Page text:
A financial plan is only as good as the information that feeds it. Your expense report is one of the critical pieces of your budget, and for it to give valuable input, you need to update it continuously.
In our previous post with 8 Tips on Cutting Wasted Spend, we suggest dedicating a finance or accounting analyst to put together weekly cash reports that consolidate spend from various payment methods. This report can be shared within the finance team and overall company leadership to flag any unnecessary spend. This will help you catch things before month end reporting.
If you have an FP&A or Strategic Finance team, you can create business review processes for key departments to track expenses. At the end of each month, you can retrieve the expense report and compare what you spent against your budget for vendors and headcount in those departments. That way, you can capture overspending early and implement ways to bring your company back within budget.
A budget is not something you can just create on your laptop and then email out expecting everyone to review and understand, especially in this environment. Sure, you can sit and track revenue, account for expenses, and allocate the money where you want it to go, but you cannot possibly consider all your company needs by yourself.
Successful budgeting is a collaborative effort that involves representatives from all departments, who come into budget creation and review meetings to present the requirements and expectations of their teams. Full company participation, particularly at the executive level, ensures company spend is well allocated, and departments are actively held accountable for any spending discrepancies.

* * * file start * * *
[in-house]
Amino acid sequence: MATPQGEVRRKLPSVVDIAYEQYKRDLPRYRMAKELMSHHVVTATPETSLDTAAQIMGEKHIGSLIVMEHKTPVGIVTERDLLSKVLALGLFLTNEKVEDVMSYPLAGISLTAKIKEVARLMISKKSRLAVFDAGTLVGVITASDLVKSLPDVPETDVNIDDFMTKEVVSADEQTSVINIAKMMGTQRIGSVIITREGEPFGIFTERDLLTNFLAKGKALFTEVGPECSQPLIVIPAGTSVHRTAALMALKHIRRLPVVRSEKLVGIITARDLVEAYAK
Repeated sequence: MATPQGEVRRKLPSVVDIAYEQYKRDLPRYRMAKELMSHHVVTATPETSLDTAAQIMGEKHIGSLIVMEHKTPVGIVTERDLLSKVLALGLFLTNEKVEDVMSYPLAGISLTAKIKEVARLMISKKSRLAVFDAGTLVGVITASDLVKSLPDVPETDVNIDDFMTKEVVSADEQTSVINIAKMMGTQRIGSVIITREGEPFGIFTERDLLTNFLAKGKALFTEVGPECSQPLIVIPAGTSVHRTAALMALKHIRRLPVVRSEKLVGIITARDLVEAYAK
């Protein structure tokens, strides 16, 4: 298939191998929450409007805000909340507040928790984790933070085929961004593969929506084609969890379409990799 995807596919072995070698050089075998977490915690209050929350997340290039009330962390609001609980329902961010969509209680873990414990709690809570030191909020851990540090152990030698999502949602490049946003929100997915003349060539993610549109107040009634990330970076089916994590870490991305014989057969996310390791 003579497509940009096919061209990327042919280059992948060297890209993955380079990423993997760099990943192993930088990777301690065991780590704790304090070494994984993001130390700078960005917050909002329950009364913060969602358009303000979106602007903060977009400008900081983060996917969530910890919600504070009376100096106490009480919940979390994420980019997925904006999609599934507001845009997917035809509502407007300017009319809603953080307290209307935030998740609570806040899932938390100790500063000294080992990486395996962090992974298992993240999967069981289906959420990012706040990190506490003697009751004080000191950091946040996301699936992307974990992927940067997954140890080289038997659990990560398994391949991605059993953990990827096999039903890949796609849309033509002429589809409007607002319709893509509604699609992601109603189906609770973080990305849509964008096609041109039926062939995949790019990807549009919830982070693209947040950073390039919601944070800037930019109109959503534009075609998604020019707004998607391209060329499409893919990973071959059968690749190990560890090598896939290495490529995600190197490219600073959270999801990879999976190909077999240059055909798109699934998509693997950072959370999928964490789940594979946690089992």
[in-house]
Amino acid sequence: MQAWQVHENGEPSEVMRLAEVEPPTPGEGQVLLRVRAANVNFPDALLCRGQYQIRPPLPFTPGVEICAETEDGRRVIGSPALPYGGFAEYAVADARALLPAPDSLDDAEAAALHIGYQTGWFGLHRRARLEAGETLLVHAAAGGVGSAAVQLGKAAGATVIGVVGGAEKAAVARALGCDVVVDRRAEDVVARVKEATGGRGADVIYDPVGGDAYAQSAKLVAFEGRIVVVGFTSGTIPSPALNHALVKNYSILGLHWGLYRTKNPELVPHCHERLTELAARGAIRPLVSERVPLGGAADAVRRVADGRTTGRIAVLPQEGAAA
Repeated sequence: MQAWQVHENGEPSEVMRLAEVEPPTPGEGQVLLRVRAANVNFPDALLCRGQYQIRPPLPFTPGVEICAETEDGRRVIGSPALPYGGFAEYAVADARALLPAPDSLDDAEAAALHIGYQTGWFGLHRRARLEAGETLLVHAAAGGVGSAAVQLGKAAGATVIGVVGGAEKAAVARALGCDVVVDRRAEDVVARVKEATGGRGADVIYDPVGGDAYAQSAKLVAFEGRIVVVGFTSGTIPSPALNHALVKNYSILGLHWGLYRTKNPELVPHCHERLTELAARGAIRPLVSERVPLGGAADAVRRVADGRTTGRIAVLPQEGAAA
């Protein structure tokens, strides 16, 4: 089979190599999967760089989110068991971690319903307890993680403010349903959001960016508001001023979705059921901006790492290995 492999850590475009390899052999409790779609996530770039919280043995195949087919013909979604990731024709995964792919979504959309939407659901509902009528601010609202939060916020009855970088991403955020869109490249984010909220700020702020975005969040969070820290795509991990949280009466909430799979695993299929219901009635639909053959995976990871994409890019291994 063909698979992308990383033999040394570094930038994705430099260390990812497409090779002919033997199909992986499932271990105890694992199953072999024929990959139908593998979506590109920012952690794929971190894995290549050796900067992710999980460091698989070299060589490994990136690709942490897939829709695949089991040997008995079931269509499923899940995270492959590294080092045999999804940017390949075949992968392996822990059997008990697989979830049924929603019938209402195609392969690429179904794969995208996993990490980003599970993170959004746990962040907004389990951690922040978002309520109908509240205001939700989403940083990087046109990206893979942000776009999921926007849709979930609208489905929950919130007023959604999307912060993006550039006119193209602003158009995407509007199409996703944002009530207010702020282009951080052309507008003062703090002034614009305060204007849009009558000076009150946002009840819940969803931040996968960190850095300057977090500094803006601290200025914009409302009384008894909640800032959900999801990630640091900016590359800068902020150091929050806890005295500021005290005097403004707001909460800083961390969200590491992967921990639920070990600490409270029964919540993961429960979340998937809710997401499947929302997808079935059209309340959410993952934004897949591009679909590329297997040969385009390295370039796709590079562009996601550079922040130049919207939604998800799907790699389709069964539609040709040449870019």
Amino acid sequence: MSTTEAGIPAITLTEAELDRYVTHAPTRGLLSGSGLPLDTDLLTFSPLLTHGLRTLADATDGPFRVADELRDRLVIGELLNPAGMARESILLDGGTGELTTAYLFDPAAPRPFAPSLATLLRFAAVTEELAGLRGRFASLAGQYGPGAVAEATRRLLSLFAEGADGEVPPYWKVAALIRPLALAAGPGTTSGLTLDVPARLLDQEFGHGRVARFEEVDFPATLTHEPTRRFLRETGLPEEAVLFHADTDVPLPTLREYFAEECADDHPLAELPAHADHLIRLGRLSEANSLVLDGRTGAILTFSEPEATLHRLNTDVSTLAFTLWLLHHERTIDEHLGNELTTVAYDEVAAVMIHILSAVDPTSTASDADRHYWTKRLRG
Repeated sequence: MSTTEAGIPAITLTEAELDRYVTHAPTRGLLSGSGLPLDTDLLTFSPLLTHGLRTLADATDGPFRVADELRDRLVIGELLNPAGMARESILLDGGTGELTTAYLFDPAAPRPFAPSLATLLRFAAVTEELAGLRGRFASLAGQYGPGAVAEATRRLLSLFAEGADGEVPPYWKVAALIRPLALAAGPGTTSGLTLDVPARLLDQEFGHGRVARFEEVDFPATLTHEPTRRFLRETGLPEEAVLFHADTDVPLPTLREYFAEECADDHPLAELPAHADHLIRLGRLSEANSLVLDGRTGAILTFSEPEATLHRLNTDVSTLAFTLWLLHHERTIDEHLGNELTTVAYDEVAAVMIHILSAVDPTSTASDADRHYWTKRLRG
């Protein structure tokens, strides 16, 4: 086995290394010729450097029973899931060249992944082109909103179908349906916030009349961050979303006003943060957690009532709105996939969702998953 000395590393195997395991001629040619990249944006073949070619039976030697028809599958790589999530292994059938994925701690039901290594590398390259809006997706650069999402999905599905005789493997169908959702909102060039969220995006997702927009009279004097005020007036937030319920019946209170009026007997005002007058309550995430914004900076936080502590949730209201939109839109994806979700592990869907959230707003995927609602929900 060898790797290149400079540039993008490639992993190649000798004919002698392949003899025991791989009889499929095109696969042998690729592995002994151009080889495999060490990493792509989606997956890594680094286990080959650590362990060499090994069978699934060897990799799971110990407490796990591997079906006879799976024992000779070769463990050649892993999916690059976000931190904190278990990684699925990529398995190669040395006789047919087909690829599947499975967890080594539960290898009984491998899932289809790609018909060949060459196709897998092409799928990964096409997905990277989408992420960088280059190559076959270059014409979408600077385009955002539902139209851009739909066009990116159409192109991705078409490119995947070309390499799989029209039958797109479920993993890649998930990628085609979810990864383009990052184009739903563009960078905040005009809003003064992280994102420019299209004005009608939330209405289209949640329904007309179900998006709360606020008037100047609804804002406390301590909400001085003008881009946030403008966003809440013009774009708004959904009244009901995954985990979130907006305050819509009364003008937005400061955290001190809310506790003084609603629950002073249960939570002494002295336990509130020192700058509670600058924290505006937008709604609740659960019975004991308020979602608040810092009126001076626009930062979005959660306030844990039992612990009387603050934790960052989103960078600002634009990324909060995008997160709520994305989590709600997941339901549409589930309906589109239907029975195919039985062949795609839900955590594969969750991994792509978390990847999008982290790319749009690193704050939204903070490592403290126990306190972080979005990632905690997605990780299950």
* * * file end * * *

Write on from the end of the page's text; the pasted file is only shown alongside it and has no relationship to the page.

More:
Business leaders often make the mistake of setting a budget and tucking it away until the end of a quarter or fiscal year. Given today’s uncertainties, you must bring your budget for discussion in reasonable frequencies to stay on track. Experts suggest revisiting it every month and updating key elements according to the previous month’s business performance and expenses.
When reviewing your budget, involve all the relevant people. Analyze your forecast and document things that imply a change to your budget. Make sure to keep those notes in a platform like Sudozi that helps you remember those changes in the future. The more thorough you are, the more likely it is to uncover opportunities and eliminate mistakes.
Lastly, although a budget should account for as much as possible, it is essential to leave room for flexibility. New needs will arise as the year progresses, and a rigid budget will not give space to address them. So, when budgeting, do not assign every penny to specific needs. Leave a small percentage unallocated so you can confront opportunities and threats as they arise.
Budgeting is usually a tricky endeavor, but when you throw in shake-ups like the pandemic and global recession, it becomes a lot more complicated. So, if you have done all the legwork needed to put a solid budget in place, you owe it to yourself and your business to stick to it, or adjust as needed. As a company leader, pay careful attention to your budget. When you notice things swaying out of place - as they inevitably will - take the forefront to right the ship.
Think of your budget as any other goal you have made going into the new year. Just because you have a plan does not mean you will achieve your objective. To realize your end goal, you must stay on track and execute the plan fully.